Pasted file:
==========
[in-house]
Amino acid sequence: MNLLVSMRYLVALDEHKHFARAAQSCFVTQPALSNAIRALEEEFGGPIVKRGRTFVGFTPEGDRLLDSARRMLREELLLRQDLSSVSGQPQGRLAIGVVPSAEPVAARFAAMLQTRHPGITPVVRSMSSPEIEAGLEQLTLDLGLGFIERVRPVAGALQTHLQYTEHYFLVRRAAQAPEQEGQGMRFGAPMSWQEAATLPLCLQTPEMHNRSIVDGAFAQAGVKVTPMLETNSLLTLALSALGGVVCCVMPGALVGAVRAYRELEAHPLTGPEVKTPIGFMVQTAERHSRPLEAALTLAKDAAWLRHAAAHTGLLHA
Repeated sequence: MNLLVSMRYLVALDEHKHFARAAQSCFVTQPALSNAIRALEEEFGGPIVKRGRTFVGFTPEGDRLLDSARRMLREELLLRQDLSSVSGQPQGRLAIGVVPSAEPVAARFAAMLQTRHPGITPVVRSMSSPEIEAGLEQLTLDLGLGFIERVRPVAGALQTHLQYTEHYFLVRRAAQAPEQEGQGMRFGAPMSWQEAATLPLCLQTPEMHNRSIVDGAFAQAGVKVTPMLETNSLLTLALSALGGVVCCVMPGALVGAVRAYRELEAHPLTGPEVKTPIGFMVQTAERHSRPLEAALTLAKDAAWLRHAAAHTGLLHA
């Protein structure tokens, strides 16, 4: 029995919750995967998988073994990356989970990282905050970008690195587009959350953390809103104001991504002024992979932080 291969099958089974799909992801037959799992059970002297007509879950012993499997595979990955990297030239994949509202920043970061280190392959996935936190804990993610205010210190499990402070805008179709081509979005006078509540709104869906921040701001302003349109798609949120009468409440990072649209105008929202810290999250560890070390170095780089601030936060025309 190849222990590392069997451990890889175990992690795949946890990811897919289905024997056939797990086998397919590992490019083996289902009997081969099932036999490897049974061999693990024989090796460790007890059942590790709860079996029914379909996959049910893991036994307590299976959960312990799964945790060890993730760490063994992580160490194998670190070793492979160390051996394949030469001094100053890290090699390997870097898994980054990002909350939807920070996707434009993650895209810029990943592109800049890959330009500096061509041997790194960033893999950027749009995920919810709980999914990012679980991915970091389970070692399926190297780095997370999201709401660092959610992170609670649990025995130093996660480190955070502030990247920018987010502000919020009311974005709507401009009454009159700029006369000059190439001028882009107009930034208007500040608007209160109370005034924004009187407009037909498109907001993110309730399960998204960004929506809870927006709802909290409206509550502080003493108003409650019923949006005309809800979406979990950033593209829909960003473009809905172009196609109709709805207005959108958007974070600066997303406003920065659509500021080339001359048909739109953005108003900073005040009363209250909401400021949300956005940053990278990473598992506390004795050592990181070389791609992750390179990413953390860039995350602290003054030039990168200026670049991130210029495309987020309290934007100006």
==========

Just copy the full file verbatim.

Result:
[in-house]
Amino acid sequence: MNLLVSMRYLVALDEHKHFARAAQSCFVTQPALSNAIRALEEEFGGPIVKRGRTFVGFTPEGDRLLDSARRMLREELLLRQDLSSVSGQPQGRLAIGVVPSAEPVAARFAAMLQTRHPGITPVVRSMSSPEIEAGLEQLTLDLGLGFIERVRPVAGALQTHLQYTEHYFLVRRAAQAPEQEGQGMRFGAPMSWQEAATLPLCLQTPEMHNRSIVDGAFAQAGVKVTPMLETNSLLTLALSALGGVVCCVMPGALVGAVRAYRELEAHPLTGPEVKTPIGFMVQTAERHSRPLEAALTLAKDAAWLRHAAAHTGLLHA
Repeated sequence: MNLLVSMRYLVALDEHKHFARAAQSCFVTQPALSNAIRALEEEFGGPIVKRGRTFVGFTPEGDRLLDSARRMLREELLLRQDLSSVSGQPQGRLAIGVVPSAEPVAARFAAMLQTRHPGITPVVRSMSSPEIEAGLEQLTLDLGLGFIERVRPVAGALQTHLQYTEHYFLVRRAAQAPEQEGQGMRFGAPMSWQEAATLPLCLQTPEMHNRSIVDGAFAQAGVKVTPMLETNSLLTLALSALGGVVCCVMPGALVGAVRAYRELEAHPLTGPEVKTPIGFMVQTAERHSRPLEAALTLAKDAAWLRHAAAHTGLLHA
């Protein structure tokens, strides 16, 4: 029995919750995967998988073994990356989970990282905050970008690195587009959350953390809103104001991504002024992979932080 291969099958089974799909992801037959799992059970002297007509879950012993499997595979990955990297030239994949509202920043970061280190392959996935936190804990993610205010210190499990402070805008179709081509979005006078509540709104869906921040701001302003349109798609949120009468409440990072649209105008929202810290999250560890070390170095780089601030936060025309 190849222990590392069997451990890889175990992690795949946890990811897919289905024997056939797990086998397919590992490019083996289902009997081969099932036999490897049974061999693990024989090796460790007890059942590790709860079996029914379909996959049910893991036994307590299976959960312990799964945790060890993730760490063994992580160490194998670190070793492979160390051996394949030469001094100053890290090699390997870097898994980054990002909350939807920070996707434009993650895209810029990943592109800049890959330009500096061509041997790194960033893999950027749009995920919810709980999914990012679980991915970091389970070692399926190297780095997370999201709401660092959610992170609670649990025995130093996660480190955070502030990247920018987010502000919020009311974005709507401009009454009159700029006369000059190439001028882009107009930034208007500040608007209160109370005034924004009187407009037909498109907001993110309730399960998204960004929506809870927006709802909290409206509550502080003493108003409650019923949006005309809800979406979990950033593209829909960003473009809905172009196609109709709805207005959108958007974070600066997303406003920065659509500021080339001359048909739109953005108003900073005040009363209250909401400021949300956005940053990278990473598992506390004795050592990181070389791609992750390179990413953390860039995350602290003054030039990168200026670049991130210029495309987020309290934007100006």